Tenancy fraud

The Royal Borough’s Corporate Anti-Fraud Service (CAFS) works closely with the Housing Management Department and with Housing Associations across the borough to prevent, detect and deter tenancy fraud.

What is housing and tenancy fraud?

Housing fraud involves obtaining properties by deception. For example, people claiming to be homeless when they already own a property or are already living at an address.

Tenancy fraud is the fraudulent use of social housing such as sub-letting for profit or continuing to claim to be living at a property when they have moved out.

The Council has a duty to house certain vulnerable members of society and are often forced to use temporary accommodation outside the Royal Borough due to a shortage of housing.

In addition, families or individuals on the housing waiting list are denied housing because people are using properties for profit. Fraudulently obtaining affordable housing or subletting for personal gain uses up valuable resources that should be available to families in need.

Since 2015 over 250 tenancy and housing frauds have been stopped, including over 150 properties that have been recovered and have now been allocated to families in genuine need of assistance.

Here’s a selection of cases which have been successfully investigated:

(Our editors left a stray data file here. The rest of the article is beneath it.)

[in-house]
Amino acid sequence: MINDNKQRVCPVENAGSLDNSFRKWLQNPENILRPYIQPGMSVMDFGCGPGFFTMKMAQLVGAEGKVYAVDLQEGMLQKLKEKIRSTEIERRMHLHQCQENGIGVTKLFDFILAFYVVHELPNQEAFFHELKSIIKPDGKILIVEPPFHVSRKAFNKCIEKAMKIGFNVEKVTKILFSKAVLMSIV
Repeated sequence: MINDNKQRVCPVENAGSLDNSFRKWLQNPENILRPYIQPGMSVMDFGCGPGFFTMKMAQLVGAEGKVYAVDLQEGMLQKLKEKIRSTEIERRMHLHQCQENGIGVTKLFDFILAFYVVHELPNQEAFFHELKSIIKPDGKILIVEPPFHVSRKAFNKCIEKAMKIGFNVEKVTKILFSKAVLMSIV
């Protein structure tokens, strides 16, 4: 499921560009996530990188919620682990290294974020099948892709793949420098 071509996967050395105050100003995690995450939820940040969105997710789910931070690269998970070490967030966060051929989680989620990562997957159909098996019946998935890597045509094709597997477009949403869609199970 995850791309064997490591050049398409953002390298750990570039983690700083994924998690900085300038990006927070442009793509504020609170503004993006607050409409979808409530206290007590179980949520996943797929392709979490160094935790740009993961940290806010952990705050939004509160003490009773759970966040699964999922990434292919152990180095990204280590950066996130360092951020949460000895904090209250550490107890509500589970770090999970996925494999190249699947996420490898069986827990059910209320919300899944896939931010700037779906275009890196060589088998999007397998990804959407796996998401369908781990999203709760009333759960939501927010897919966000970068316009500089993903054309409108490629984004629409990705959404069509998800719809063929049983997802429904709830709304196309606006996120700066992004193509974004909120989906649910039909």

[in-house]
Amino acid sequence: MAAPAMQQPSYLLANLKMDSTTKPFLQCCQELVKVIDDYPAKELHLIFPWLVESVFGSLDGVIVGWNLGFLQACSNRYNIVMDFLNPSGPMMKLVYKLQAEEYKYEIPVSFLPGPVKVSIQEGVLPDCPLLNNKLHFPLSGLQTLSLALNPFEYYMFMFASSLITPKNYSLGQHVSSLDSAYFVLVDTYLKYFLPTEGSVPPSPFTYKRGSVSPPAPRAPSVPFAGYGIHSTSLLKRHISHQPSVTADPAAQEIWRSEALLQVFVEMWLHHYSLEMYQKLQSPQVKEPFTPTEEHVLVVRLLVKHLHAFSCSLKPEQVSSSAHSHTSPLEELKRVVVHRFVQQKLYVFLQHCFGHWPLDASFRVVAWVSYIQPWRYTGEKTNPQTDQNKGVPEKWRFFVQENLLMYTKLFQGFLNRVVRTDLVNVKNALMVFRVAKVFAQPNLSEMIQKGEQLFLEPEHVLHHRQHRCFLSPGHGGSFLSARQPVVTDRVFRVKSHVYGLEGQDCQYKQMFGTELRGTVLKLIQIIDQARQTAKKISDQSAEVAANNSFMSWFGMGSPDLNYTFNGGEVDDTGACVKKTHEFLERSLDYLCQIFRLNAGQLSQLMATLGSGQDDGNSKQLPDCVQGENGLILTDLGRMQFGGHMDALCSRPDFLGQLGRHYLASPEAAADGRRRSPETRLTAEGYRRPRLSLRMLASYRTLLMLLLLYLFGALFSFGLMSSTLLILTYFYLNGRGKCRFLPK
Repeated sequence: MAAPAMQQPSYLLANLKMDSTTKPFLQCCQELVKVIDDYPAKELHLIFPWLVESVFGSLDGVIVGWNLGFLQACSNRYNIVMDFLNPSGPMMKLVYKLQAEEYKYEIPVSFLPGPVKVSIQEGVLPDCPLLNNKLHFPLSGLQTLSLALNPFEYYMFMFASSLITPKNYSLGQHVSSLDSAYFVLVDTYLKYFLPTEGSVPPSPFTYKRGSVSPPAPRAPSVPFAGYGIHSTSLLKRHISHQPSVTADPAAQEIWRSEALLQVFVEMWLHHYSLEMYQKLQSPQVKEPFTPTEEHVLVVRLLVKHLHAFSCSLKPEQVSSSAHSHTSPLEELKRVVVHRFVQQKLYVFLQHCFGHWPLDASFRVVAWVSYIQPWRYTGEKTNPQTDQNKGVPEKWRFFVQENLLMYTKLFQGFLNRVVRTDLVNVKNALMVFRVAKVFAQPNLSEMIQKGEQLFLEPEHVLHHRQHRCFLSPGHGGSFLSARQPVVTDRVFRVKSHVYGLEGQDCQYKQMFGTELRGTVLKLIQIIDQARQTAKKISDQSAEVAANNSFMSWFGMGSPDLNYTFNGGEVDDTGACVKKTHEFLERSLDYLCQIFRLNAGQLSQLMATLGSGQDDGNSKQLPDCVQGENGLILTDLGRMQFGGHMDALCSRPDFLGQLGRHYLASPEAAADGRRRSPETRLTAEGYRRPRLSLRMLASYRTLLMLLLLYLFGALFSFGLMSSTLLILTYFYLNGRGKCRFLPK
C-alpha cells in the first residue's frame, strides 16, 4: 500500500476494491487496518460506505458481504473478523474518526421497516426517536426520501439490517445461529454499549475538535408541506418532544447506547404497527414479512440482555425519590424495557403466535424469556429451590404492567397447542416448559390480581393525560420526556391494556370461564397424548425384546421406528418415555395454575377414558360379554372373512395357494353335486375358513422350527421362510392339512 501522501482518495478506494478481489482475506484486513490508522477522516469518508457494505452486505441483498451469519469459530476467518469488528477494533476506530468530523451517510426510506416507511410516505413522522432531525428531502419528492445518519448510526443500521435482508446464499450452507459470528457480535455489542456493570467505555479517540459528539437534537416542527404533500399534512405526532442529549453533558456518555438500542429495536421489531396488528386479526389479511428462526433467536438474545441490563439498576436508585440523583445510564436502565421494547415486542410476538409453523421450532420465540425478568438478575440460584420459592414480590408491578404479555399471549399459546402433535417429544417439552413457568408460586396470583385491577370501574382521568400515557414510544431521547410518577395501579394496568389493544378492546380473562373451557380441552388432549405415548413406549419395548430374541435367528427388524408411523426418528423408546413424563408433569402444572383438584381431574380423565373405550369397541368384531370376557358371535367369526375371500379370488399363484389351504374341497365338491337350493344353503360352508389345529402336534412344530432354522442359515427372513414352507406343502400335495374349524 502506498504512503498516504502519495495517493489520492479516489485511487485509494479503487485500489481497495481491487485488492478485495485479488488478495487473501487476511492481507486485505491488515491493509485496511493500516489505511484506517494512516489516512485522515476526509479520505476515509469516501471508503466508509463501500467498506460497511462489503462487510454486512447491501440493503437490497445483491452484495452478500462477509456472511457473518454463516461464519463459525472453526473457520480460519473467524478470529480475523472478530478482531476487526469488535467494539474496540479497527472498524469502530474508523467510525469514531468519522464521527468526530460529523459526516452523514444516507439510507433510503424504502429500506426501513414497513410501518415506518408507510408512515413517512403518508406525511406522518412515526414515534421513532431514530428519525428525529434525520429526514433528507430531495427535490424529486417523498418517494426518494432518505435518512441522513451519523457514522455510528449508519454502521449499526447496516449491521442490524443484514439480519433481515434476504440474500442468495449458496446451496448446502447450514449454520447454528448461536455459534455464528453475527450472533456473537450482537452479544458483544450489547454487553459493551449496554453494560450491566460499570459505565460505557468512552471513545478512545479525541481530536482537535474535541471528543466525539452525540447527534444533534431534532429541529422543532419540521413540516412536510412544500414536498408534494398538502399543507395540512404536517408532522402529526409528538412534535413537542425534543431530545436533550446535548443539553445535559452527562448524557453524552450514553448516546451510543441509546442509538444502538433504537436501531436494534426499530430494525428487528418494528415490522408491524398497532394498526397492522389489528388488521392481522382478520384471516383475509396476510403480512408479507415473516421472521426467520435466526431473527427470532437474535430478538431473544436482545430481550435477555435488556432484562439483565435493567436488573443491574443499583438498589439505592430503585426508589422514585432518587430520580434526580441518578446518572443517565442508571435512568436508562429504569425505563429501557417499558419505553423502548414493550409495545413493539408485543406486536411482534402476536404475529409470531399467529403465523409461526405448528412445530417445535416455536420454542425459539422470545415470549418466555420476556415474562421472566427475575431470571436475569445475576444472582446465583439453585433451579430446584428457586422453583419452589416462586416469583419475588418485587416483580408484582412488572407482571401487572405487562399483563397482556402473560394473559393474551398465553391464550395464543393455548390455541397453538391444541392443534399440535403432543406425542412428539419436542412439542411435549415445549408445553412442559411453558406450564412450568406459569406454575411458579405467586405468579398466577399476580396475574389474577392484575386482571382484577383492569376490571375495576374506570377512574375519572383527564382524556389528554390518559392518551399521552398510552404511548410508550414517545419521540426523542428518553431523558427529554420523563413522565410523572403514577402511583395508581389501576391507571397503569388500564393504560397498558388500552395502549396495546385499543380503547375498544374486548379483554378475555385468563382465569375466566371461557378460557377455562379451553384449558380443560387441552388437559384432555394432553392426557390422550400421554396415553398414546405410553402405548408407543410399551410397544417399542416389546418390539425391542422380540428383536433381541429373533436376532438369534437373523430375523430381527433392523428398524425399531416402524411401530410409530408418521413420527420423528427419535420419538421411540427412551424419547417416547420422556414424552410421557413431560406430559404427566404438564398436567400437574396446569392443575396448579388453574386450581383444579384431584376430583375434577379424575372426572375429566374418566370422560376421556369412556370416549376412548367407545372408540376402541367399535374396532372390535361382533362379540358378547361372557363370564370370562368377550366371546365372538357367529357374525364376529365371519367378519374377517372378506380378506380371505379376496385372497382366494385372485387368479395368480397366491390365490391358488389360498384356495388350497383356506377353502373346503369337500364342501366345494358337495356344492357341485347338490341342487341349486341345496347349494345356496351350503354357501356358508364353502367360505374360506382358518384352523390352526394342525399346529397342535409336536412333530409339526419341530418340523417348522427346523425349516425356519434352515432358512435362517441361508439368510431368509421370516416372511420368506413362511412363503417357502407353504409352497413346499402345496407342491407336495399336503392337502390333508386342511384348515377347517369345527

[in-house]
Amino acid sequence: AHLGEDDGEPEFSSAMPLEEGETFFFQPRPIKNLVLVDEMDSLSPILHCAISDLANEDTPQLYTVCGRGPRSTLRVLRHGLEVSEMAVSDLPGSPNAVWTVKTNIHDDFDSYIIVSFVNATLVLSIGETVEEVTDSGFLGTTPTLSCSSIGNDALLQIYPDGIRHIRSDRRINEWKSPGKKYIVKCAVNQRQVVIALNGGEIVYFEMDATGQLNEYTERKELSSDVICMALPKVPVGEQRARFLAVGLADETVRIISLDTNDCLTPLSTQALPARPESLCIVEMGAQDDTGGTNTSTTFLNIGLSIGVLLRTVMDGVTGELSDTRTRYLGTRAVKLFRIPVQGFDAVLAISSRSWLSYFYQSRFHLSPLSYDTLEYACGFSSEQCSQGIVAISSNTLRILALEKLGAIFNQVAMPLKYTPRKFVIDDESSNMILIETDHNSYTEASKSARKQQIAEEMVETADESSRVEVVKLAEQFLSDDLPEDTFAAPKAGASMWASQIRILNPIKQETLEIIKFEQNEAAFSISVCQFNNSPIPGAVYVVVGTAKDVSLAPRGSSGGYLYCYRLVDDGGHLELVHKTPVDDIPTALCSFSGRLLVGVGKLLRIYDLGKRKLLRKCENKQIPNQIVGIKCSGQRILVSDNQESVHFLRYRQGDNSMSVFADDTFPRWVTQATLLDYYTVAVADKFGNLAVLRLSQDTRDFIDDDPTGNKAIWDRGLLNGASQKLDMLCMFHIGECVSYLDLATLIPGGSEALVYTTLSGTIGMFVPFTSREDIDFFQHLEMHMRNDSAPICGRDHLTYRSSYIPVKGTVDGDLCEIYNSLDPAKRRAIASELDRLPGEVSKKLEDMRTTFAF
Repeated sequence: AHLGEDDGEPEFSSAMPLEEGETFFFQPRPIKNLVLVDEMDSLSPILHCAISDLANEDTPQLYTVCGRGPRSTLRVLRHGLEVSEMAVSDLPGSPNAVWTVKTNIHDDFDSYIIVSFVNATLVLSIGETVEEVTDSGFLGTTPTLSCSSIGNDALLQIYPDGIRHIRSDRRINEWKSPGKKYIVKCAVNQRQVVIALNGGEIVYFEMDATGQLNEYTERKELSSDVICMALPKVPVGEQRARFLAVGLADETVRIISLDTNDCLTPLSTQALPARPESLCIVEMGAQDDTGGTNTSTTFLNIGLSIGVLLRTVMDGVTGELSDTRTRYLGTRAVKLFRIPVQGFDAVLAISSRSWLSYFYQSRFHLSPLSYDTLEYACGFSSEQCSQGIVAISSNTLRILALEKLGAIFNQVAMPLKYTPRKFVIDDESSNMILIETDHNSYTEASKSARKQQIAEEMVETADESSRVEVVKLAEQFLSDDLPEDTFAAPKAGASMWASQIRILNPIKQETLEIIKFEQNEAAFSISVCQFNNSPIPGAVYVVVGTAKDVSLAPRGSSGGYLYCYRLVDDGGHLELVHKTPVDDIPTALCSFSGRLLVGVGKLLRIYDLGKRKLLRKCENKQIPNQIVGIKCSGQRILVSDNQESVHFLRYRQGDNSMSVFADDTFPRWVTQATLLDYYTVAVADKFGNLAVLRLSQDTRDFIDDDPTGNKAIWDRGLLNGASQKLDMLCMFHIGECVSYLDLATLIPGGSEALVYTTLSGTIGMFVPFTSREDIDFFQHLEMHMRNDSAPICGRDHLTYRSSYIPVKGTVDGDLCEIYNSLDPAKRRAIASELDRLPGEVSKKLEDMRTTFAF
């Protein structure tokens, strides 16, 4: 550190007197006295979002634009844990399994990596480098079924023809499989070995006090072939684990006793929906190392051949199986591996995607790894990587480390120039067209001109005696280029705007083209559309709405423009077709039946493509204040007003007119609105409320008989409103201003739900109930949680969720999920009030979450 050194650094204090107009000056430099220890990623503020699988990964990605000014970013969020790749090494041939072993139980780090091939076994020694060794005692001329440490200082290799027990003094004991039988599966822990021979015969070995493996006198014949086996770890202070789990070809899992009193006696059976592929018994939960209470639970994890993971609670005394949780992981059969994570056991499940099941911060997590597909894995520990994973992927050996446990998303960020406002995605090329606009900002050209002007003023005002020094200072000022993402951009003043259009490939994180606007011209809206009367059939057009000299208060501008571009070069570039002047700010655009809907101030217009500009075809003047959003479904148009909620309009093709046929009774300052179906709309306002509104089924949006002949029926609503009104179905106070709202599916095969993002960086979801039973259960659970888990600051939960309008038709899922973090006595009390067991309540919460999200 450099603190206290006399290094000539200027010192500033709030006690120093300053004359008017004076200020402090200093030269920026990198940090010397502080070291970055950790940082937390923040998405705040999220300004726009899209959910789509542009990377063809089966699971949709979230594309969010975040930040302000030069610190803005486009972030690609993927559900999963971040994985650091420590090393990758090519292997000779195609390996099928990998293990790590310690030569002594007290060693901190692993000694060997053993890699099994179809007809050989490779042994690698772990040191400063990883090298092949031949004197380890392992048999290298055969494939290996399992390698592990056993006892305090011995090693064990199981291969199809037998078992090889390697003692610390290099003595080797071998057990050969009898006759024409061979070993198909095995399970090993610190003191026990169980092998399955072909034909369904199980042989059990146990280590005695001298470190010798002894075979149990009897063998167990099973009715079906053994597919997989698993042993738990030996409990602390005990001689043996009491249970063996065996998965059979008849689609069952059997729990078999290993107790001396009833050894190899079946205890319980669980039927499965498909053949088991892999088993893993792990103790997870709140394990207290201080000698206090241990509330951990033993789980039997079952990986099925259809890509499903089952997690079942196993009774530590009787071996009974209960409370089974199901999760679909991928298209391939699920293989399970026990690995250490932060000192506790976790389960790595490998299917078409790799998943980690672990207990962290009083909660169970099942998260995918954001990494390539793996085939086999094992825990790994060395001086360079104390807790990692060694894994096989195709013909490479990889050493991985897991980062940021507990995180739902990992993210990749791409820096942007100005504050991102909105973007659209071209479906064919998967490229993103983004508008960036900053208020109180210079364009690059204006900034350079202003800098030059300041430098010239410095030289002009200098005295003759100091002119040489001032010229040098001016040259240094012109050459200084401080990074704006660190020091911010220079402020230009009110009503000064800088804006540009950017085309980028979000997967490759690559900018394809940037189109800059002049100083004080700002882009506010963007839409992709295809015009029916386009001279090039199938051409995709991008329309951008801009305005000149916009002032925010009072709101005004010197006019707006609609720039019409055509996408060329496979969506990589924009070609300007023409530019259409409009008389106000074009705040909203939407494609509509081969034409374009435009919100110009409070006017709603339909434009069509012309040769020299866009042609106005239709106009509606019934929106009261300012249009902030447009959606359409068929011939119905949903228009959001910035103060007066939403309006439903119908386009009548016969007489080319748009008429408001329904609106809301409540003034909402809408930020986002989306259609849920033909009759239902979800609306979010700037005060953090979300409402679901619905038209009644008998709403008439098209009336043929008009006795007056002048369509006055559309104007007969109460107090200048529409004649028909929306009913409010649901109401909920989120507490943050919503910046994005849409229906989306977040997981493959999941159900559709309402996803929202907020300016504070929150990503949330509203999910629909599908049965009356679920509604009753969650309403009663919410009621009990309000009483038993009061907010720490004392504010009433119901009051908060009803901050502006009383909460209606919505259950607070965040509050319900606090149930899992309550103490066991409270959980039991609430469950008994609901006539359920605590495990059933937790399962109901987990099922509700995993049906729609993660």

Housing Management referred a file to CAFS when suspicion arose regarding the residency of a tenant in Chelsea. This was not the first-time concerns had been raised. Previously CAFS had unsuccessfully investigated a similar referral which suggested subletting at the address.

Using powers under the Prevention of Social Housing Fraud Act investigators established a link between the tenant and an address in Chigwell. It transpired that the tenant owned the Chigwell property, and according to the London Borough of Redbridge, they had been resident for some time. A Notice to Quit was served, and the property was subsequently recovered

Following the death of a Council tenant, the tenant’s son had made a Succession Application stating that he had been resident at the address, however, investigations identified an alternative address for the son along with evidence of his residency there. His application to succeed the tenancy was false.

Confronted with the information the son withdrew his application.

 

Help us crackdown on fraudsters

If you have information regarding tenancy fraud, you can speak in confidence to the Corporate Anit-Fraud Service on 020 7361 2777, use our Fraud Reporting form or email us at: investigations@rbkc.gov.uk